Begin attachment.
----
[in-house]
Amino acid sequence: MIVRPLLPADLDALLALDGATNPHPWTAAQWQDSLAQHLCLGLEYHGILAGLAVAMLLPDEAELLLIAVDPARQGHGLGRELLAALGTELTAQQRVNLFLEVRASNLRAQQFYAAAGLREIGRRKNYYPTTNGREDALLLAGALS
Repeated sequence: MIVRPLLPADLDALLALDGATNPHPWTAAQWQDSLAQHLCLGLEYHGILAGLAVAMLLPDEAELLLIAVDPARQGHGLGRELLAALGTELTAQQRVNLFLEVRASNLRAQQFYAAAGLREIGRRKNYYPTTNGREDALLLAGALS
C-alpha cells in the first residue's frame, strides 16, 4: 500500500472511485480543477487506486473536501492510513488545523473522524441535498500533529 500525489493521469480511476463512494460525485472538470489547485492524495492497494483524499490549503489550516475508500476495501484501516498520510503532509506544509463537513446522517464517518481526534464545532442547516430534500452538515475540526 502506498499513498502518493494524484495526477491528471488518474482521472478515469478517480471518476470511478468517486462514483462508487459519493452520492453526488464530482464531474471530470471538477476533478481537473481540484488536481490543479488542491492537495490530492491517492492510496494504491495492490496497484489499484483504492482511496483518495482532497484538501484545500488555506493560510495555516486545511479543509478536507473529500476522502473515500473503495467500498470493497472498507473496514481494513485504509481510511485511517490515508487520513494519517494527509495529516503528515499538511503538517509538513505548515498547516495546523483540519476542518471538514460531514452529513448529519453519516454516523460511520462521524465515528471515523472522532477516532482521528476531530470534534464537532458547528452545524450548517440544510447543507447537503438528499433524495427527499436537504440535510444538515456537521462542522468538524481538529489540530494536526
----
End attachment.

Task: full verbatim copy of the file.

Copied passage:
[in-house]
Amino acid sequence: MIVRPLLPADLDALLALDGATNPHPWTAAQWQDSLAQHLCLGLEYHGILAGLAVAMLLPDEAELLLIAVDPARQGHGLGRELLAALGTELTAQQRVNLFLEVRASNLRAQQFYAAAGLREIGRRKNYYPTTNGREDALLLAGALS
Repeated sequence: MIVRPLLPADLDALLALDGATNPHPWTAAQWQDSLAQHLCLGLEYHGILAGLAVAMLLPDEAELLLIAVDPARQGHGLGRELLAALGTELTAQQRVNLFLEVRASNLRAQQFYAAAGLREIGRRKNYYPTTNGREDALLLAGALS
C-alpha cells in the first residue's frame, strides 16, 4: 500500500472511485480543477487506486473536501492510513488545523473522524441535498500533529 500525489493521469480511476463512494460525485472538470489547485492524495492497494483524499490549503489550516475508500476495501484501516498520510503532509506544509463537513446522517464517518481526534464545532442547516430534500452538515475540526 502506498499513498502518493494524484495526477491528471488518474482521472478515469478517480471518476470511478468517486462514483462508487459519493452520492453526488464530482464531474471530470471538477476533478481537473481540484488536481490543479488542491492537495490530492491517492492510496494504491495492490496497484489499484483504492482511496483518495482532497484538501484545500488555506493560510495555516486545511479543509478536507473529500476522502473515500473503495467500498470493497472498507473496514481494513485504509481510511485511517490515508487520513494519517494527509495529516503528515499538511503538517509538513505548515498547516495546523483540519476542518471538514460531514452529513448529519453519516454516523460511520462521524465515528471515523472522532477516532482521528476531530470534534464537532458547528452545524450548517440544510447543507447537503438528499433524495427527499436537504440535510444538515456537521462542522468538524481538529489540530494536526